Big Jubilee Lunch

Friday 15th October 2004

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Town winning the
war on drugs

by David Skentelbery

WARRINGTON – once dubbed the drugs capital of the North West – looks to be winning the war on the dealers.
A report to Town Hall leaders shows that the town – which as recently as 1994 had a drugs problem almost five times worse than the national average – now has a lower rate for drug offences than Cheshire, the North West or the country as a whole.
The number of recorded incidents of drug offences in the town has fallen by 48.8 per cent over a three year period, according to the latest statistics available.
Coun Mike Hannon, the borough council’s executive member for community and well-being said: “I am delighted to hear this news.
“We are often told that Warring ton has a big advantage because of its road and rail links. But our location on the motorway network brings problems as well as business and there is no doubt this has had an impact on the local drugs scene in the past.
“It is really pleasing to know we are making progress towards solving the problem.” Warrington still has a significant drugs problem. In the most recent year for which figures are available, 498 people presented themselves to drugs services in the town.
Nearly two thirds were male and 72.1 per cent used heroin and 20.8 per cent used methadone. More than three quarters were aged more than 25.
Over the same period, 215 people presented themselves to the syringe exchange team. More than 90 per cent were male with 64 per cent using steroids and 27 per cent heroin.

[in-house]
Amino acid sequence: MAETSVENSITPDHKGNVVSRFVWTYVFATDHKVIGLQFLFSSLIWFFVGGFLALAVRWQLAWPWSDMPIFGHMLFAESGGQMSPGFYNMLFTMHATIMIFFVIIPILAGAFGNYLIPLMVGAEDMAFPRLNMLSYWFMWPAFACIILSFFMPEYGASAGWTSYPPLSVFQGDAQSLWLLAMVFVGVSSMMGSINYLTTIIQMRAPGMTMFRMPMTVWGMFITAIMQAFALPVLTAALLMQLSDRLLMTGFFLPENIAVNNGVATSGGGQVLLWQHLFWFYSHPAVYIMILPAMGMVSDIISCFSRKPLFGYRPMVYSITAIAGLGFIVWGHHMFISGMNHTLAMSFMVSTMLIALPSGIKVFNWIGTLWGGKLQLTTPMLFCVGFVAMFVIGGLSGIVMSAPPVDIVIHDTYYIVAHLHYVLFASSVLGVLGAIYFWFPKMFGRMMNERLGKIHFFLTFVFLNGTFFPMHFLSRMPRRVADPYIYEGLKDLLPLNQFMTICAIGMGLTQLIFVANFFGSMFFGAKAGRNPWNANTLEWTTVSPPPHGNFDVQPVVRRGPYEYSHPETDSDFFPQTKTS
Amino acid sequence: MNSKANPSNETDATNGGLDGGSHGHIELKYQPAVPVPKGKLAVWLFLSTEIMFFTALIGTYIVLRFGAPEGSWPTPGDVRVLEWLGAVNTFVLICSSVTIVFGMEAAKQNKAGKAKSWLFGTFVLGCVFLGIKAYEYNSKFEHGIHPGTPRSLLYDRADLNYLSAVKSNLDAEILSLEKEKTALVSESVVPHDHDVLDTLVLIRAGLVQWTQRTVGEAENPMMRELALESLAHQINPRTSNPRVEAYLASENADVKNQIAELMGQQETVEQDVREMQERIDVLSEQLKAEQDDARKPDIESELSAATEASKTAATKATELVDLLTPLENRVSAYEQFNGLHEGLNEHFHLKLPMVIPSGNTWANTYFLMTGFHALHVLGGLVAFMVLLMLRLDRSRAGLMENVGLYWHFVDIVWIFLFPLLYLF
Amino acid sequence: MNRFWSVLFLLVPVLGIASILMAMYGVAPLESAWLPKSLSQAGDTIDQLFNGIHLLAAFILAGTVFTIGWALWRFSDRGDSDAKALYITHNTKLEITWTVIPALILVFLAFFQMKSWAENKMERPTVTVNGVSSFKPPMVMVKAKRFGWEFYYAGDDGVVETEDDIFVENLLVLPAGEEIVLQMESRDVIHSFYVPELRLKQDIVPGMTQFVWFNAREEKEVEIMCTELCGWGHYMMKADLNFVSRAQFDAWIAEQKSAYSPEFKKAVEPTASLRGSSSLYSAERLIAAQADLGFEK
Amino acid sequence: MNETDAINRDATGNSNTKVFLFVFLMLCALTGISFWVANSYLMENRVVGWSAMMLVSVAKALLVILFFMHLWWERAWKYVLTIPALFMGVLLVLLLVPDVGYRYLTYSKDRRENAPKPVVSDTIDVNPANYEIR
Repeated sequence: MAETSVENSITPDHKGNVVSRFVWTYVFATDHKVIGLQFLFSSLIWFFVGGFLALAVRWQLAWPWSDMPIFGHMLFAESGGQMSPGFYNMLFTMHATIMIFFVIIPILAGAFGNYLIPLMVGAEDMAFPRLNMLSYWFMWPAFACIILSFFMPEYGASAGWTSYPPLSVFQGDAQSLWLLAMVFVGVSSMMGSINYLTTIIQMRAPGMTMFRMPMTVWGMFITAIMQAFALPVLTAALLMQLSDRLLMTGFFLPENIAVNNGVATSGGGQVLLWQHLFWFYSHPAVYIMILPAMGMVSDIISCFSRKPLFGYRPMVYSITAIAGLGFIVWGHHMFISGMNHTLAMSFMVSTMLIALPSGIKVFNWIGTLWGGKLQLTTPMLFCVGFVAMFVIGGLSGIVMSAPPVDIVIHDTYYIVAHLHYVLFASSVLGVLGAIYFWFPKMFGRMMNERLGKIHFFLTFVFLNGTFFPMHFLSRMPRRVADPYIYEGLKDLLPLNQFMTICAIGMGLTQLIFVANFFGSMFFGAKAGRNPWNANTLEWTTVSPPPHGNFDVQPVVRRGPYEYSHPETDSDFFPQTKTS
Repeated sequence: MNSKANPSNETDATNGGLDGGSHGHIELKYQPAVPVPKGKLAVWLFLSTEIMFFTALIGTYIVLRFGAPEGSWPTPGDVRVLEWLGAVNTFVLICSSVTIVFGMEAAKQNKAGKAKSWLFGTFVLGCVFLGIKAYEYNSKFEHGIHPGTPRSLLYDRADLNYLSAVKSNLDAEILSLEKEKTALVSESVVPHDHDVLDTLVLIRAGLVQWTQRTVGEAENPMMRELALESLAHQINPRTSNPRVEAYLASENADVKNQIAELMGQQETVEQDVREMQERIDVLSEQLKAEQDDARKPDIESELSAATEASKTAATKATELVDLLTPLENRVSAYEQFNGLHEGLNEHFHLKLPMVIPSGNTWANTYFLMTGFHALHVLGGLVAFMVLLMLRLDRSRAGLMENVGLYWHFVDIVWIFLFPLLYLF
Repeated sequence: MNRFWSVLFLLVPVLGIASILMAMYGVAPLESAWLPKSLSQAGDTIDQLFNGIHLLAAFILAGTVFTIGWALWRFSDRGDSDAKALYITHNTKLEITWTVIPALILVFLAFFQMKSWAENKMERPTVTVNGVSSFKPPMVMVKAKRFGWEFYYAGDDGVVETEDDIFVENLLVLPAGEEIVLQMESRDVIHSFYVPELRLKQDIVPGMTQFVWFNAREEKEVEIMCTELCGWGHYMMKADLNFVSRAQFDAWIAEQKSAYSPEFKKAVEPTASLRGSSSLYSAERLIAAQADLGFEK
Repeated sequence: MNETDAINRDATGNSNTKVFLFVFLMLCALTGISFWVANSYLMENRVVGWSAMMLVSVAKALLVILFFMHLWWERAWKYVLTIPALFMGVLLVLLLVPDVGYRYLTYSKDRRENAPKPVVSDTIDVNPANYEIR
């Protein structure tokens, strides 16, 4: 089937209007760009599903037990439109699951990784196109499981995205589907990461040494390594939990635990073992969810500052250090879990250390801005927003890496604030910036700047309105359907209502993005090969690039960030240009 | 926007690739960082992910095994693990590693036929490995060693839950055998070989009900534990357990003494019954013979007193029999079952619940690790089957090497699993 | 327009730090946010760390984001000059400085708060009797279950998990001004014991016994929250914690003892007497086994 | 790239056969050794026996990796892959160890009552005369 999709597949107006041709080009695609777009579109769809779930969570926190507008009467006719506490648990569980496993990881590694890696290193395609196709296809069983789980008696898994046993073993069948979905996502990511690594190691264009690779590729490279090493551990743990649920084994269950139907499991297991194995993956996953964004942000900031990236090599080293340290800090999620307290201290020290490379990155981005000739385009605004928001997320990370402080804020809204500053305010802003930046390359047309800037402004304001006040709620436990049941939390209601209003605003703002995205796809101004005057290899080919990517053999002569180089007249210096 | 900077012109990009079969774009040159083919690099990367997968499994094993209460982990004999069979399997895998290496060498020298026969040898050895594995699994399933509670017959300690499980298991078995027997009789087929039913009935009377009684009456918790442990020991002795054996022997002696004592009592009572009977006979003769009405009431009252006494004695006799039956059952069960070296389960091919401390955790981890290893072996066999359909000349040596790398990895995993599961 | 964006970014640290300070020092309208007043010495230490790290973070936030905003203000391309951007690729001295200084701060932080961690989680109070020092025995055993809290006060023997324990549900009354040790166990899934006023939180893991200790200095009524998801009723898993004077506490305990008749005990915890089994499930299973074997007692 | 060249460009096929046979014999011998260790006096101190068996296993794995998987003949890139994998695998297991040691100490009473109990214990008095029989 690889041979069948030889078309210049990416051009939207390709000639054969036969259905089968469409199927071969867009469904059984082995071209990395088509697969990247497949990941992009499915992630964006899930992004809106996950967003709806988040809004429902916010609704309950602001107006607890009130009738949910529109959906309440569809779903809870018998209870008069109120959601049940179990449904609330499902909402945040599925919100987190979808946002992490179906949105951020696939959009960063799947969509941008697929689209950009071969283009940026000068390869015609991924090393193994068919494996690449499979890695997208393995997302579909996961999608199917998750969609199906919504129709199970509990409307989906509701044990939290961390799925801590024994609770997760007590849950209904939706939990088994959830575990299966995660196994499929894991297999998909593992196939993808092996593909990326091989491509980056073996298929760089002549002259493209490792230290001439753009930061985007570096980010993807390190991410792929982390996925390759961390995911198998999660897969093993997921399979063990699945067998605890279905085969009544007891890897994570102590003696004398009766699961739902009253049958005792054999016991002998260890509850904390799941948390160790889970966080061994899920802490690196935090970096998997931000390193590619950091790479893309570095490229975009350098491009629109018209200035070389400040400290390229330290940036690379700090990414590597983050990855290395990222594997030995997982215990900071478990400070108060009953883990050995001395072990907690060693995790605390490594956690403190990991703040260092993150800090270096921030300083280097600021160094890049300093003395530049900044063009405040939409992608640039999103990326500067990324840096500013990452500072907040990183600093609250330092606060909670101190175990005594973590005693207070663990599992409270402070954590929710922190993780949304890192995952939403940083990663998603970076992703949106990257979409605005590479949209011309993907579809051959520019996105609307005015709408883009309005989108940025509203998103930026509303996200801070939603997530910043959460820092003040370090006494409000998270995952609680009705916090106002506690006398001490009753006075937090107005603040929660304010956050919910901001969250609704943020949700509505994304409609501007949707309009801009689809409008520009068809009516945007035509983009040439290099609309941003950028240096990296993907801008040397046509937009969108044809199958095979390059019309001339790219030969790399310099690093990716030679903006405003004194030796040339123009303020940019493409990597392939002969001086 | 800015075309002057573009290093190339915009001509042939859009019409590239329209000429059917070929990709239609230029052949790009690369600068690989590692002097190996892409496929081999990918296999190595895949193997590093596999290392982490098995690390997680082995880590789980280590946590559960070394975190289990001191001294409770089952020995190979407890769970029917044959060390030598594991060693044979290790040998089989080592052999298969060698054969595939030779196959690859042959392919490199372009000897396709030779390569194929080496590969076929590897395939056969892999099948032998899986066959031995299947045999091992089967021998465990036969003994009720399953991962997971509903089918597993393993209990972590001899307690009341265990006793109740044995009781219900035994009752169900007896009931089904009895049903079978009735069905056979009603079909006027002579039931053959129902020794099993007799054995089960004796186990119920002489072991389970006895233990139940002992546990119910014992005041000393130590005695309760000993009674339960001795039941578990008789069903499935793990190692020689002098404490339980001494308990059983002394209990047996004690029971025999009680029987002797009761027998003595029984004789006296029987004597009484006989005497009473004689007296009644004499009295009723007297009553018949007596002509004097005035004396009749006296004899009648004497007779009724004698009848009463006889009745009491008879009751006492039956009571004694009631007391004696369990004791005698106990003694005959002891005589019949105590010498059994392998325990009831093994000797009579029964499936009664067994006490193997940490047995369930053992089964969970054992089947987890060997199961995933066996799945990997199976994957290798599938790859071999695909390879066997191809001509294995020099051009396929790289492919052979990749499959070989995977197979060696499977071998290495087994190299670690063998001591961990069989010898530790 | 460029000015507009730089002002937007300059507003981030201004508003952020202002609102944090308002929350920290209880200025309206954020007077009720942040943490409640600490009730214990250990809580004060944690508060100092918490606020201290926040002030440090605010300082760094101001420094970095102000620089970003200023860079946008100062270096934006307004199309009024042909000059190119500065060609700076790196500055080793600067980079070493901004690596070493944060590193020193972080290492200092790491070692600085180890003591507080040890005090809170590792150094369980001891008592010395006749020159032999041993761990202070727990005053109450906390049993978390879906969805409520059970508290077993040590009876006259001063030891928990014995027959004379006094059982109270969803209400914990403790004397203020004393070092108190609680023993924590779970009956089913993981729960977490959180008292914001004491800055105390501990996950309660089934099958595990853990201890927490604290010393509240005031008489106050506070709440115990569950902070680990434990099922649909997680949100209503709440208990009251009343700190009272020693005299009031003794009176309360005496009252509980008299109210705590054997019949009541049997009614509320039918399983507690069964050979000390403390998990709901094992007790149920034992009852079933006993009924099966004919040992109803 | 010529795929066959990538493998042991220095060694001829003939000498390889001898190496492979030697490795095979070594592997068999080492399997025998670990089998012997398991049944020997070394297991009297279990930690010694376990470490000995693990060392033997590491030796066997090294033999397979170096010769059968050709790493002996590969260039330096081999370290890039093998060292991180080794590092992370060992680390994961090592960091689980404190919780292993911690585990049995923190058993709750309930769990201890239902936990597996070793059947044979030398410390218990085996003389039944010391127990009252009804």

The borough targets drug misuse in four key areas.
Young people are helped to resist drug misuse, communities are protected from drug related anti-social behaviour, treatment is made available to young people to overcome drug related problems and action is taken to stifle the availability of illegal drugs on the streets.
Ten years ago, Warrington’s drug service won national praise and asked to provide details for a nationwide role model. Over the same period, the town has slashed the number of drug offences by almost half.

Should village Walk
be on a Sunday?

by Lesley Wilkinson

A SUGGESTION that the annual Walking Day at Stockton Heath, Warrington, be moved to Sunday morning to avoid problems of traffic and drunken youths has been put to the parish council.
Members heard that the police were no longer able to marshal the walk and that volunteers would have to be trained for the work. It was also reported that this year’s ceremony had been disrupted by drunken youths.
Coun Sonia Boggan said: “Moving the walk to Sunday morning at about 10.30am would solve many of the problems.
“There would be quiet roads, church bells ringing and the pubs would not be open so there would be no risk of drunkenness.”
Members heard that schools, churches, parish councillors, police and other interested parties, had met to discuss the ceremony next year. Arrangements for the event now had to be approved by the Warrington Events Safety Advisory Group.